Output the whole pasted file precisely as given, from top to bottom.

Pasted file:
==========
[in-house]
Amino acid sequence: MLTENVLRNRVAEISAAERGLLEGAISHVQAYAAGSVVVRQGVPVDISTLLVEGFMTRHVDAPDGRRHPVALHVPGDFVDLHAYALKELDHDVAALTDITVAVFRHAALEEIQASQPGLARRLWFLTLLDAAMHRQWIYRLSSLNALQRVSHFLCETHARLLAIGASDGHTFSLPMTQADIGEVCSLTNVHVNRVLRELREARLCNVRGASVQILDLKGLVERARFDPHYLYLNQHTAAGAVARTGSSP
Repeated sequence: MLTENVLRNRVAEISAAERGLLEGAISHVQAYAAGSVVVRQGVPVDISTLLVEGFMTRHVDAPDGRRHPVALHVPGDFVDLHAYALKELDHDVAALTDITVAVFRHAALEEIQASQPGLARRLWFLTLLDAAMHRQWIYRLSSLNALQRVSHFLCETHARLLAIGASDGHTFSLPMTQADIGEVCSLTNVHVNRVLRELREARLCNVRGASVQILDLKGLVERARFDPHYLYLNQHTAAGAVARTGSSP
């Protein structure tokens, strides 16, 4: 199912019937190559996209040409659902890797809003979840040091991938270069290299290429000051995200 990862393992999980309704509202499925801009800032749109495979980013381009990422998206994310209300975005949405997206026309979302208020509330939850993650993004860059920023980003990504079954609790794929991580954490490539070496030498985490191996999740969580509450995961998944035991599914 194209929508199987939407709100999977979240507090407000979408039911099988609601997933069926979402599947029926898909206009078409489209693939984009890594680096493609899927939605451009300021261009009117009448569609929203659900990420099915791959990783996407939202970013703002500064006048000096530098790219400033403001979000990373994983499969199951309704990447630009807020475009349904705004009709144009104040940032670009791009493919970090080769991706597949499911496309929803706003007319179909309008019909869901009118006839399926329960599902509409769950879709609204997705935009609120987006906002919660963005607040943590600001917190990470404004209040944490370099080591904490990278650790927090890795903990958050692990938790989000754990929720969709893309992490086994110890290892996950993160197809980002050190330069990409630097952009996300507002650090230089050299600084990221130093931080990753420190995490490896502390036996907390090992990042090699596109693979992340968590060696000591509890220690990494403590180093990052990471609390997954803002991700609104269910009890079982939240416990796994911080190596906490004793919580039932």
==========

[in-house]
Amino acid sequence: MLTENVLRNRVAEISAAERGLLEGAISHVQAYAAGSVVVRQGVPVDISTLLVEGFMTRHVDAPDGRRHPVALHVPGDFVDLHAYALKELDHDVAALTDITVAVFRHAALEEIQASQPGLARRLWFLTLLDAAMHRQWIYRLSSLNALQRVSHFLCETHARLLAIGASDGHTFSLPMTQADIGEVCSLTNVHVNRVLRELREARLCNVRGASVQILDLKGLVERARFDPHYLYLNQHTAAGAVARTGSSP
Repeated sequence: MLTENVLRNRVAEISAAERGLLEGAISHVQAYAAGSVVVRQGVPVDISTLLVEGFMTRHVDAPDGRRHPVALHVPGDFVDLHAYALKELDHDVAALTDITVAVFRHAALEEIQASQPGLARRLWFLTLLDAAMHRQWIYRLSSLNALQRVSHFLCETHARLLAIGASDGHTFSLPMTQADIGEVCSLTNVHVNRVLRELREARLCNVRGASVQILDLKGLVERARFDPHYLYLNQHTAAGAVARTGSSP
């Protein structure tokens, strides 16, 4: 199912019937190559996209040409659902890797809003979840040091991938270069290299290429000051995200 990862393992999980309704509202499925801009800032749109495979980013381009990422998206994310209300975005949405997206026309979302208020509330939850993650993004860059920023980003990504079954609790794929991580954490490539070496030498985490191996999740969580509450995961998944035991599914 194209929508199987939407709100999977979240507090407000979408039911099988609601997933069926979402599947029926898909206009078409489209693939984009890594680096493609899927939605451009300021261009009117009448569609929203659900990420099915791959990783996407939202970013703002500064006048000096530098790219400033403001979000990373994983499969199951309704990447630009807020475009349904705004009709144009104040940032670009791009493919970090080769991706597949499911496309929803706003007319179909309008019909869901009118006839399926329960599902509409769950879709609204997705935009609120987006906002919660963005607040943590600001917190990470404004209040944490370099080591904490990278650790927090890795903990958050692990938790989000754990929720969709893309992490086994110890290892996950993160197809980002050190330069990409630097952009996300507002650090230089050299600084990221130093931080990753420190995490490896502390036996907390090992990042090699596109693979992340968590060696000591509890220690990494403590180093990052990471609390997954803002991700609104269910009890079982939240416990796994911080190596906490004793919580039932």